followed the natural resources-related industrial growth in some of Canada’s
key mineral regions. In an oil-rich market like Alberta, jobs are being created
in direct proportion to oil production, said Scott Hughes, CCIM, SIOR, managing
director of Integrated Management and Realty in Edmonton.
“For every 1 million
barrels of oil produced, you need 20,000 workers. And every barrel that is produced
right now is sold,” Hughes says.
Multifamily Demand Stays
The British Columbia
segment of Canada’s multifamily market is the most active. In the Vancouver
market, an explosion in residential/multifamily development is following a
boost in rents and an infusion of new investment.
“The market for Pacific
trade in Canada comes right through Vancouver,” says Dowd.
In 2010 there were 20
transactions for a total dollar volume of $264 million, largely in Vancouver.
Vacancy ended 2010 at 1.9 percent. Cap rates are in the low 4 percent range,
according to Avison Young, with cities outside Vancouver approaching 6 percent.
Cap rates for trophy assets remain compressed and in the 3 percent range.
However, rent controls are
holding back some of the multifamily values in many of the markets, says Avison
Young’s White. “Residential has been a strong sector,” he says. “But with the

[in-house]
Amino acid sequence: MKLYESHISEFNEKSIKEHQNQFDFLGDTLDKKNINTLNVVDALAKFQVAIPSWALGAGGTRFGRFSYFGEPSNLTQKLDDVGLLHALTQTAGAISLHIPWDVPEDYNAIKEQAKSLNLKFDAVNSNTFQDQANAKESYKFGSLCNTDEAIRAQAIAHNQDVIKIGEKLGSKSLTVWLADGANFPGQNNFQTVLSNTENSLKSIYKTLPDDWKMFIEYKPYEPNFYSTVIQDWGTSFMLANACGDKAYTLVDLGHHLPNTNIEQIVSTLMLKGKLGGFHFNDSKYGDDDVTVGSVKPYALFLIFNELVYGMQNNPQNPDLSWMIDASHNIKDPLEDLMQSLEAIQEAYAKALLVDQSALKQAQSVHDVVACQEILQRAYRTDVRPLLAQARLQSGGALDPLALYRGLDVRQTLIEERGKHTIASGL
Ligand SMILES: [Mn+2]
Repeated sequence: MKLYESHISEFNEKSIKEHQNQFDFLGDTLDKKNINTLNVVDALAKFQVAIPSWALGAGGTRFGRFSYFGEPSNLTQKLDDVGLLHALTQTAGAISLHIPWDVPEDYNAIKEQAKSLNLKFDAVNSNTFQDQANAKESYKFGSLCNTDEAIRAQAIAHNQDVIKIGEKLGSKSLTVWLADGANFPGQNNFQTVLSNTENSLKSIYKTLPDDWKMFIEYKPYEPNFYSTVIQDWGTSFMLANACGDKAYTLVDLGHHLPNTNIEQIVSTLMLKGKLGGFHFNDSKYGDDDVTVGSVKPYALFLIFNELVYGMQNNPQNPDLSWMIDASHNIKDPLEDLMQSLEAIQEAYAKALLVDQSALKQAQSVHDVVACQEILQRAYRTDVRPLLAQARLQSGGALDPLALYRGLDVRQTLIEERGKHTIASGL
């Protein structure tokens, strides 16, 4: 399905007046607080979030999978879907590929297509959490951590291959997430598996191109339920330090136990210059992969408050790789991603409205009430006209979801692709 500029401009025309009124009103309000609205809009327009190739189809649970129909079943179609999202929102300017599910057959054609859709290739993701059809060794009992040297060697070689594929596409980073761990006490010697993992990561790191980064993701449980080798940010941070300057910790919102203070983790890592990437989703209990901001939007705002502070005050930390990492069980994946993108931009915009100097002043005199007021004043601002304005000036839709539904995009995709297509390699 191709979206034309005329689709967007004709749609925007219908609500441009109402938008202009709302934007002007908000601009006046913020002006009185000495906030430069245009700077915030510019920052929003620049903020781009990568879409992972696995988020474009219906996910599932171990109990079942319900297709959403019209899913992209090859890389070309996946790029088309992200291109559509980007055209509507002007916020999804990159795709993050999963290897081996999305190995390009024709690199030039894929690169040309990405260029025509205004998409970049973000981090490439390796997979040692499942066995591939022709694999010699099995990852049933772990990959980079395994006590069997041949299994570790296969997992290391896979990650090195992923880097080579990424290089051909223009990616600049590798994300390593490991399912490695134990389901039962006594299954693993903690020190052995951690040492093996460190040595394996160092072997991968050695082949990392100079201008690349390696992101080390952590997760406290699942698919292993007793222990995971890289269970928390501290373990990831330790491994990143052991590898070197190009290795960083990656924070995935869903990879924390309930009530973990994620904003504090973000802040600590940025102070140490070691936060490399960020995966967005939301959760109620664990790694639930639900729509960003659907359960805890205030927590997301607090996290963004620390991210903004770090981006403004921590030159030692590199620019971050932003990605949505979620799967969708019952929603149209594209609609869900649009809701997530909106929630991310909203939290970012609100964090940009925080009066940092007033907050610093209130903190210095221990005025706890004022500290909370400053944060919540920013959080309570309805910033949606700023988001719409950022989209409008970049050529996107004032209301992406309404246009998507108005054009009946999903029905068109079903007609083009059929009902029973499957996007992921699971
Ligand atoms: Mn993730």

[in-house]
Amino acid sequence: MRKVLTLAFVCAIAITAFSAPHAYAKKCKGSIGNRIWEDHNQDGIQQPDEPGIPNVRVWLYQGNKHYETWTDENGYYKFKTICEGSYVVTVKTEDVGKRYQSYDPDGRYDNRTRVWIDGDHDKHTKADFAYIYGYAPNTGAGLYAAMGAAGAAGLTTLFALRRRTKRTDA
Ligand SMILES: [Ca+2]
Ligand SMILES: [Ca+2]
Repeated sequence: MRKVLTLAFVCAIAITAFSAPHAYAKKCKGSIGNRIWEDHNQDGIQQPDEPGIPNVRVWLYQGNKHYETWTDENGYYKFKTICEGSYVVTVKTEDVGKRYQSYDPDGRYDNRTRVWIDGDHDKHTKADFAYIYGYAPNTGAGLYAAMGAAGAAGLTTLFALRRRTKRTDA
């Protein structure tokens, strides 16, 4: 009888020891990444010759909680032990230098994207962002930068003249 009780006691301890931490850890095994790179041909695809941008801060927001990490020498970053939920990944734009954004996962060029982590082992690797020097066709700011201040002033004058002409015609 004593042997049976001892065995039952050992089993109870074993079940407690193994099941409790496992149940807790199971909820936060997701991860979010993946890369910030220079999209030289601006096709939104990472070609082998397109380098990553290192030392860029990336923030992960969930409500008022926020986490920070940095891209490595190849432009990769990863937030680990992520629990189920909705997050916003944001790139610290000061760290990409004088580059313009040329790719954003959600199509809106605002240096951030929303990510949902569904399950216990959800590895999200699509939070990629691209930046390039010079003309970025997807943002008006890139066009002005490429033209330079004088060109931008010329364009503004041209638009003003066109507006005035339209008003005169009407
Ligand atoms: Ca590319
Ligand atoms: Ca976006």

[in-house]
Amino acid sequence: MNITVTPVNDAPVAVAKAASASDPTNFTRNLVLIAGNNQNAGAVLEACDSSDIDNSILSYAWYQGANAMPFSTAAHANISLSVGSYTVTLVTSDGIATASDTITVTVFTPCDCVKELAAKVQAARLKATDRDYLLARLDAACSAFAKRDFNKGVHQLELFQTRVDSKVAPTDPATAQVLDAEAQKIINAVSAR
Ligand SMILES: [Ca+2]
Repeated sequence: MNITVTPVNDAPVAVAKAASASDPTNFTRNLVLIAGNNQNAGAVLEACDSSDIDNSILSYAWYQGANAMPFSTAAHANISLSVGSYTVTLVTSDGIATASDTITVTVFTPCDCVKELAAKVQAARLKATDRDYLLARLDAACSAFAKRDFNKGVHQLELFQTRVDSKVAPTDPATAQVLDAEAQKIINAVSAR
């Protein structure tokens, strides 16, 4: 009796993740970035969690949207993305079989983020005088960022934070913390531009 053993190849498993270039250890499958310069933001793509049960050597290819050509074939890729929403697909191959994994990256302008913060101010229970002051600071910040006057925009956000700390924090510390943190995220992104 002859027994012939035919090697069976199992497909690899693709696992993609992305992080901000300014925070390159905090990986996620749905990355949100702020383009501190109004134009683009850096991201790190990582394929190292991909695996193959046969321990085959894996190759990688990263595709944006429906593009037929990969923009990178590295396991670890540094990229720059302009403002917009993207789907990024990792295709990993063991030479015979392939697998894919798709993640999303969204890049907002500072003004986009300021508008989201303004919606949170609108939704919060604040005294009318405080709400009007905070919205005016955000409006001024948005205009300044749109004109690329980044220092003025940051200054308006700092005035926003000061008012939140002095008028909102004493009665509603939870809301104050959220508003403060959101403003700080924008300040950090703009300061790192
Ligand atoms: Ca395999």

rent controls in some of the markets, you’re not seeing the value that you
would see otherwise.”
Multifamily cap rates range
from 5 percent to 5.7 percent in Calgary and from 6 percent to 6.7 percent in
Montreal, according to Colliers.
Tight market conditions are
expected to push Toronto rental rates higher, with immigration being a key
driver in the market, according to CBRE. In the Greater Toronto area, the
rental vacancy rate fell from 3.1 percent in 2009 to 2.1 percent in 2010, with
a further 1.8 percent drop forecasted for 2011, according to CB Richard Ellis.
Cap rates in 2011 are expected to be in the 6.2 percent to 6.5 percent range.
New condominium completions
are adding to the secondary rental pool in Toronto as first-time homebuyers are
taking a wait-and-see approach, opting to rent until the market settles.
Forecasts for the remainder
of 2011 call for continued growth in Canada’s real estate investment market as
the banking sector expands and capital continues to flow from the renewed
interest by institutional investors and real estate investment trusts.
“Overall, it’s a relatively
boring economy,” says CBRE’s O’Bryan. “A relatively good banking system and
natural resources are among the strong pillars that have held up the economy.”
Daniel Duggan writes about
commercial real estate for Crain’s Detroit Business.
Canada’s Oil Play
While fear spreads over the
geopolitical chaos involving Middle Eastern oil, Canadian oil becomes more and
A major economic driver for
the country comes out of the Alberta province, where oil exploration,
transportation, refining, and research dominate the industrial market. The oil
sands deposits in Alberta represent the second largest oil reserves in the